Cutaneous mastocytosis typically occurs in children. Most patients present with urticaria pigmentosa, a local or diffusely distributed salmon or brown maculopapular rash caused by multiple small mast cell collections. Nodular lesions and plaques can also develop. Less common are diffuse cutaneous mastocytosis, which is skin infiltration without discrete lesions, and mastocytoma, which is a large (1 to 5 cm) solitary collection of mast cells.

Cutaneous forms rarely progress to systemic disease in children but may do so in adults.

Images of Urticaria Pigmentosa

Systemic mastocytosis

Systemic mastocytosis most commonly occurs in adults and is characterized by multifocal bone marrow lesions; it often involves other organs, most commonly skin, lymph nodes, liver, spleen, or gastrointestinal (GI) tract.

Systemic mastocytosis is classified as

  • Indolent mastocytosis, with no organ dysfunction and a good prognosis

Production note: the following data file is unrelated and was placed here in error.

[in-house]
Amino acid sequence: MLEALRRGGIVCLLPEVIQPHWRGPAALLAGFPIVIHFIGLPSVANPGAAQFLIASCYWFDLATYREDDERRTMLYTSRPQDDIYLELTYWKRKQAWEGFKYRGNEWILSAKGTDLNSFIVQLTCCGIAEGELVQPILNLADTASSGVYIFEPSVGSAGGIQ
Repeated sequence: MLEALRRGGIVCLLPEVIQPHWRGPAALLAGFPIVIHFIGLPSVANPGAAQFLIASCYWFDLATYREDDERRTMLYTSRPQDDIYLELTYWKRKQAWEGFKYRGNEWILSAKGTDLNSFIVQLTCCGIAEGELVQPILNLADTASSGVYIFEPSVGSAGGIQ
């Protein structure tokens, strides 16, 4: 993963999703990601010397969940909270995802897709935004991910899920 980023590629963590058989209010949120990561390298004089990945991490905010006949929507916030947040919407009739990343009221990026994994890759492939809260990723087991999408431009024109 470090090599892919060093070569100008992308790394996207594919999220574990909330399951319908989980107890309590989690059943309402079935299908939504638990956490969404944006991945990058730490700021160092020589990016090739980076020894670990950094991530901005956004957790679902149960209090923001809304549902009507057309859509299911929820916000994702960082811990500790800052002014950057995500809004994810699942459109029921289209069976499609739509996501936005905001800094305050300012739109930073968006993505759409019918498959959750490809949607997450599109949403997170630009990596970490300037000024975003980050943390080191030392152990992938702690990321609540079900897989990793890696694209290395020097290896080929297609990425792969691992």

• Mastocytosis associated with other hematologic disorders (eg, myeloproliferative disorders, myelodysplasia, lymphoma)

  • Aggressive mastocytosis, characterized by impaired organ function

  • Mast cell leukemia, with > 20% mast cells in bone marrow, no skin lesions, multiorgan failure, and a poor prognosis

Symptoms and Signs of Mastocytosis

Skin involvement is often pruritic in mastocytosis—whether a single mastocytoma or more diffuse disease. The following may worsen itching:

  • Changes in temperature

  • Contact with clothing or other materials

  • Use of some drugs (including NSAIDs)

  • Consumption of hot beverages, spicy foods, or alcohol

  • Exercising